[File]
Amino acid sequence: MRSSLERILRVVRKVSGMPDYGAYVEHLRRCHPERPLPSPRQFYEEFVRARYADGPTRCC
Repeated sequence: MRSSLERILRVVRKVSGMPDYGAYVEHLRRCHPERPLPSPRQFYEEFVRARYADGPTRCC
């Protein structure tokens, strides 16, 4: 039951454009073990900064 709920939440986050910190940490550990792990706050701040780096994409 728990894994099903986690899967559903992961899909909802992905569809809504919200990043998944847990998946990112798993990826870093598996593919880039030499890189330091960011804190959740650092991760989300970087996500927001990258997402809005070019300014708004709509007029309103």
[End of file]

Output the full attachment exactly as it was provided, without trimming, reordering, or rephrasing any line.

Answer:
Amino acid sequence: MRSSLERILRVVRKVSGMPDYGAYVEHLRRCHPERPLPSPRQFYEEFVRARYADGPTRCC
Repeated sequence: MRSSLERILRVVRKVSGMPDYGAYVEHLRRCHPERPLPSPRQFYEEFVRARYADGPTRCC
């Protein structure tokens, strides 16, 4: 039951454009073990900064 709920939440986050910190940490550990792990706050701040780096994409 728990894994099903986690899967559903992961899909909802992905569809809504919200990043998944847990998946990112798993990826870093598996593919880039030499890189330091960011804190959740650092991760989300970087996500927001990258997402809005070019300014708004709509007029309103």